Elective surgeries in New Jersey are temporarily suspended so resources can be directed to fighting the spread of coronavirus.
Murphy signed an executive order in March that stops surgeries and invasive procedures on adults as the coronavirus pandemic continues to spread. It applies to all medical and dental operations that can be delayed without risk to patients. Family planning – such as abortions – has been allowed to continue.
Libraries around the state have been ordered closed, but residents can continue to access many of their resources without having to leave the comfort of their own bedrooms.
Digital collections — like e-books, videos and music — are available 24 hours a day, seven days a week at various libraries across the Garden State, particularly larger ones that cater to a wider base of library users.
Murphy has ordered all indoor malls and amusement parks to close.
Six Flags Great Adventure & Safari and Six Flags Hurricane Harbor were originally scheduled to open for the 2020 season on April 4. The opening date was later pushed back to May 18. As of Wednesday, there is no set date to welcome visitors back to the park.
Visitors will have to make reservations to visit the popular Jackson theme park once it gets the green light from state officials to reopen.
Murphy in March ordered all movie theaters to close.
Many Shore towns have closed their boardwalks and some have restricted beach access, although restrictions began to ease at the beginning of May. While people can visit some boardwalks, few beaches were open the first weekend of May and Sandy Hook will not reopen until May 9.
Some municipal and state leaders had previously asked people with Shore houses to not relocate in an effort to prevent community spread of the virus. Murphy warned of crackdowns on those violating the shelter-in-place efforts. Some Shore towns have also banned short-term rentals.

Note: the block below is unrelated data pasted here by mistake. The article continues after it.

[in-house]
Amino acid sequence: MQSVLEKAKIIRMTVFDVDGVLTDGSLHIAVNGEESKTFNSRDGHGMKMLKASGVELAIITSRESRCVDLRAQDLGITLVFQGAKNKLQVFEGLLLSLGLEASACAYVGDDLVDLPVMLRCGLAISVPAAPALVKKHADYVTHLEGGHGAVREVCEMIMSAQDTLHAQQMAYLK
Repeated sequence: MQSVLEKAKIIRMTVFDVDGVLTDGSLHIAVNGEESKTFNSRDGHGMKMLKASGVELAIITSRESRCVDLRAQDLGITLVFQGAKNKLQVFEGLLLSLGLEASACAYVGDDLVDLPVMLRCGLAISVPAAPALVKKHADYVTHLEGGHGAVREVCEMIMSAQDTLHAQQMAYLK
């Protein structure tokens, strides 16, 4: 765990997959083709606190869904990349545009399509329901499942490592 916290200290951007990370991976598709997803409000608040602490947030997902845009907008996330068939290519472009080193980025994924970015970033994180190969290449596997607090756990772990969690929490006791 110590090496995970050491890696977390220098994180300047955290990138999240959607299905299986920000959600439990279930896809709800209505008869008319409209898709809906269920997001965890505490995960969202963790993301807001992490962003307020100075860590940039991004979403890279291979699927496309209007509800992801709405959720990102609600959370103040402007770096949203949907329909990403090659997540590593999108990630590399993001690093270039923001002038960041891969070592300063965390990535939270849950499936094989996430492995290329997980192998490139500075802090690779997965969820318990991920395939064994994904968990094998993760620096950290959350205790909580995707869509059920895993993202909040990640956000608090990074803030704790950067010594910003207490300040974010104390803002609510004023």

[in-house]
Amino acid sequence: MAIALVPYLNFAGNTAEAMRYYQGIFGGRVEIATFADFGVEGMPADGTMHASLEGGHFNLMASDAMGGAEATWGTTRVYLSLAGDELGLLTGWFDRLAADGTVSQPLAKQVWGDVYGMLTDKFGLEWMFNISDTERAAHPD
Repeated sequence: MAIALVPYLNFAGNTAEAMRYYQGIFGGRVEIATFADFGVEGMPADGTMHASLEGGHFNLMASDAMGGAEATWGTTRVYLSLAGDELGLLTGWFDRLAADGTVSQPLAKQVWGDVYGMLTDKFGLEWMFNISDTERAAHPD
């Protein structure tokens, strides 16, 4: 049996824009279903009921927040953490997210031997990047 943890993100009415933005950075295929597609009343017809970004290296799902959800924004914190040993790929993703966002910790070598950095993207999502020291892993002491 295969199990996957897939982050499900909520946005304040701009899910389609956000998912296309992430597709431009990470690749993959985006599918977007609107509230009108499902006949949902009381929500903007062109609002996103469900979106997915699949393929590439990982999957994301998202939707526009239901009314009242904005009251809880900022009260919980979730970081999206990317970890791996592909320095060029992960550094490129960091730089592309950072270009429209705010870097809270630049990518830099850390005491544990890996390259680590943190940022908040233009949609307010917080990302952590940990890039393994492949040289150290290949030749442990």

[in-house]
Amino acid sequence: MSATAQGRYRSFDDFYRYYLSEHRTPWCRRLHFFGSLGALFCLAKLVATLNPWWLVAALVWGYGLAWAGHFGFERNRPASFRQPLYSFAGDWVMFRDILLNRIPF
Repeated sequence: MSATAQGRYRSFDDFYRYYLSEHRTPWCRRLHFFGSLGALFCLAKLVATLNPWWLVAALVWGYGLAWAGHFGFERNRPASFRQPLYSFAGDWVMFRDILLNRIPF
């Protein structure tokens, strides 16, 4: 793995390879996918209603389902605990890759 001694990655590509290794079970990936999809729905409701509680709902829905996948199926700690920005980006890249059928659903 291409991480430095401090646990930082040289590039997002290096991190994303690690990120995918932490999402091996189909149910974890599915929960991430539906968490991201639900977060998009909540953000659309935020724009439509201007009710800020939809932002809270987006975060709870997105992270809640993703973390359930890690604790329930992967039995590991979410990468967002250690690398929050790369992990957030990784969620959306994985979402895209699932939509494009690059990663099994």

Jersey Shore towns can expect some guidance on restrictions for beaches from state officials soon, Murphy said May 4.
Murphy said Jersey Shore towns could restrict parking capacity — similar to restrictions placed on state parks when they reopened last weekend — and there could be a limit on how many beach badges are sold.
Murphy had ordered all casinos to close. And they remained closed as of April 28.
All Motor Vehicle Commission offices in the state are closed. All driver licenses, non-driver IDs, vehicle registrations and inspection stickers expiring before May 31 have been extended by two months.
New Jersey Motor Vehicle Commission Chief Administrator Sue Fulton on May 7 announced that all agency, road testing and inspections facilities will remain closed until at least May 26.
Online processing of some documents is available on Motor Vehicle Commission’s website.